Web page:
More than 20 people who were abducted from a passenger train in Nigeria have regained their freedom after more than six months, Nigerian authorities said Wednesday.
A government committee assembled by Nigeria’s chief of defense staff “secured the release and took custody of all the 23 remaining passengers held hostage,” the panel said.
Authorities did not respond to inquiries about how the hostages were freed. The committee did not announce any arrests in connection with the development.
It was not clear if ransoms were paid to free the passengers. They often are in many remote communities of Nigeria’s troubled north, where large bands of assailants have abducted residents and travelers and then let them go in exchange for large payments.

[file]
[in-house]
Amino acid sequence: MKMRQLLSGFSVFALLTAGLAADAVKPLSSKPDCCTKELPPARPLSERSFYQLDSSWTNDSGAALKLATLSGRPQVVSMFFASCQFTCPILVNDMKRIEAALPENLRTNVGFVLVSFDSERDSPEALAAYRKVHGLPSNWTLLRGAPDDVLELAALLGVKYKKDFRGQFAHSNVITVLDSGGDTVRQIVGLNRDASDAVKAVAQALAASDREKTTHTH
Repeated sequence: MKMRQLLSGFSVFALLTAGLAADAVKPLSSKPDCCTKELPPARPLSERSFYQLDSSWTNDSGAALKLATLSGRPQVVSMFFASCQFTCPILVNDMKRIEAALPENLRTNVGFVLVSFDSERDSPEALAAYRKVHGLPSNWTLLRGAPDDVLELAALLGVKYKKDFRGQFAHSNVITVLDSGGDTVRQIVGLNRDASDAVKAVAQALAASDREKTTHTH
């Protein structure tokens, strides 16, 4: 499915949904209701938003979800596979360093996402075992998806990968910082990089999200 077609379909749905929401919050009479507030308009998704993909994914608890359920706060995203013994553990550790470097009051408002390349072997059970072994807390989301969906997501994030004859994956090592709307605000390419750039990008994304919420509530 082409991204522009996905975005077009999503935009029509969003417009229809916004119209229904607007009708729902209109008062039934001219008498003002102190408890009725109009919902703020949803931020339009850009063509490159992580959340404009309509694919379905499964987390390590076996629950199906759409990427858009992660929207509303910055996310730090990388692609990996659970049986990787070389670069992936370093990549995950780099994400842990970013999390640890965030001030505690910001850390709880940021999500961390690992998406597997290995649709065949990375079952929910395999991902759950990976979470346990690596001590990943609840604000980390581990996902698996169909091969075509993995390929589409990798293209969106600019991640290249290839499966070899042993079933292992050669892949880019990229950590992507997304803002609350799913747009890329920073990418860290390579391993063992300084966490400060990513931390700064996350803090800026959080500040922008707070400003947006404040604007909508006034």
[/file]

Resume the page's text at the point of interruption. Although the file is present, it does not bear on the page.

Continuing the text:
In late March, gunmen attacked the train with explosives and gunfire near Nigeria’s capital, killing seven people and abducting dozens of others. Some passengers previously were freed in batches on more than three occasions.
A spokesman for the families of the remaining passengers said no one had informed them yet of the latest release.
No group claimed responsibility for the March attack. Authorities said it was carried out by armed men from northern Nigeria with the aid of Islamic extremist rebels who have waged a decade-long insurgency in the country’s northeast.
Protesters accused the government in the months following the train attack of “not doing enough” to rescue the hostages.
In September, Nigeria’s security forces arrested a negotiator who was holding independent talks with the assailants to free the remaining passengers. Authorities say they found “incriminating materials” in his house.
By Chinedu Asadu